Post called the author's "freshest and most interesting source."
But in many cases, researchers say, that
evidence is nonexistent.
In the most glaring instance, Mr. Bellesiles
cites guns listed in probate records for San Francisco between 1849 and
1859. However, authorities say, all such records were destroyed in the
city's 1906 earthquake.
"All official probate records were
destroyed in the San Francisco earthquake and fire because the city hall
burned down," a reference librarian at the city's Sutro Library told
National Review's Melissa Seckora.
Like other critics, Miss Seckora found that
Mr. Bellesiles changed his story when confronted with questions about his
research. Mr. Cramer says Mr. Bellesiles has "changed his story three
times" about misquoting the 1792 Militia Act.
In recent months, "Arming America"
has attracted a growing swarm of researchers who have found other serious
errors. Northwestern University law professor James Lindgren says Mr.
Bellesiles "counted guns in about 100 wills [in Colonial Rhode
Island] where people died without wills."
Although researchers often disagree over the
interpretation of data, scholars say, making up sources is an offense
almost unheard of among serious historians.
"Everyone makes some mistakes,"
Bentley College history professor Joyce Malcolm said. "It's just in
this case, the mistakes were wholesale. The book is just riddled with
errors. It was so astounding, as a historian, I felt my jaw drop."
Mrs. Malcolm, whose 1994 book "To Keep
and Bear Arms" traced the British roots of the Second Amendment, said
the possibility Mr. Bellesiles fabricated data "takes your breath
"All his mistakes tend to support his
thesis, every single one of them," she said. "It's hard to
believe it's in good faith."
Mr. Bellesiles did not return telephone
calls seeking comment on "Arming America." In the November issue
of the Organization of American Historians (OAH) newsletter, however, he
replied to his "ideologically charged" critics, saying he was
the victim of "personal attacks," including "hateful,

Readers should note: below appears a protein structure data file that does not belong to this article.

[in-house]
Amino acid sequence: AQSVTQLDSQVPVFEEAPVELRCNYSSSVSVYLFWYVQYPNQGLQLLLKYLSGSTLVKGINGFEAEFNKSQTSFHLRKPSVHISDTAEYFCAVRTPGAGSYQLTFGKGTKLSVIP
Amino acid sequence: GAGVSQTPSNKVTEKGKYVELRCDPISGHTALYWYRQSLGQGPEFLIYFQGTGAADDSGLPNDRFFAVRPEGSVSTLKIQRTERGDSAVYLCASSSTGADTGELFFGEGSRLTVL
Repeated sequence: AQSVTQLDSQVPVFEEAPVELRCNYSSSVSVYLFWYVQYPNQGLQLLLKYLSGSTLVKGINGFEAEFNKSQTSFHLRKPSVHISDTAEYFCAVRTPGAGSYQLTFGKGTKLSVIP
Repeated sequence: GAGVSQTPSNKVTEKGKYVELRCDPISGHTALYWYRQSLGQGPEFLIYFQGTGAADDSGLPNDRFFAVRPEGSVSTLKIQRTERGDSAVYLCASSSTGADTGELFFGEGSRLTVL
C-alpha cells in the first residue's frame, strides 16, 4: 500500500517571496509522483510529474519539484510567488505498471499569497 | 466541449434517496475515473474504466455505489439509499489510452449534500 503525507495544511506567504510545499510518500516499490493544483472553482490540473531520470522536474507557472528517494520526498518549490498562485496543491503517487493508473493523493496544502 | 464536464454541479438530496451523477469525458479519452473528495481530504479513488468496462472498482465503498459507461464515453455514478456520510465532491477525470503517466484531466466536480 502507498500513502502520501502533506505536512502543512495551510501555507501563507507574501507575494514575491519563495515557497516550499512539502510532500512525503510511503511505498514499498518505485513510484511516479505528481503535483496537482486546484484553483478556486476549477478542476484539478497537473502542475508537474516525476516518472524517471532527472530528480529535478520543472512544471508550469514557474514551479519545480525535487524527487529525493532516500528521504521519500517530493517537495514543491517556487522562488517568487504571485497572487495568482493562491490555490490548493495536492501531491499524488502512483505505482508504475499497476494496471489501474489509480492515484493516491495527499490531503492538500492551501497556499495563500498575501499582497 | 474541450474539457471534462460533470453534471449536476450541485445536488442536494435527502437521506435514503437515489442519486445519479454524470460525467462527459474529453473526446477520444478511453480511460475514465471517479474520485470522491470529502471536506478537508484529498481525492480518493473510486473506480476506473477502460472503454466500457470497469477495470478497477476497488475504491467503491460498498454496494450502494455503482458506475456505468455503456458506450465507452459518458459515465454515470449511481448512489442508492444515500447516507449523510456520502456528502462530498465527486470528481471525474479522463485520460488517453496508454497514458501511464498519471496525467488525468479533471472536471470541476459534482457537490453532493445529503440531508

threatening, and expletive-laced phone calls, mail, e-mail and
In his OAH article, Mr. Bellesiles said many
of his notes for "Arming America" were destroyed when his Emory
office was flooded in April 2000 and that he "had to reconstruct
where I read the probate files from memory." He said an upcoming
issue of the William and Mary Quarterly devoted to the "Arming
America" controversy "will explore alternative readings of the
The nature of the charges against Mr.
Bellesiles causes some academics to insist on anonymity in discussing what
one professor called "the worst historical scandal in memory."
James Melton, chairman of the Emory
University history department, has asked Mr. Bellesiles to answer his
accusers in detail.
Mr. Bellesiles must "defend himself and
the integrity of his scholarship immediately," Mr. Melton told the
Boston Globe in October, adding: "Depending upon his response, the
university will respond appropriately."
Emory's demand that Mr. Bellesiles' defend
his work is ominous, author John Lott says.
"The fact that Emory is asking him to
respond to these critics is something I don't remember a university asking
a professor to do," says Mr. Lott, a scholar with the American
Enterprise Institute, whose 1998 book "More Guns, Less Crime"
stirred debate over firearms laws. "I imagine Emory would be forced
to take some kind of dramatic response, if [the accusations of fraud are]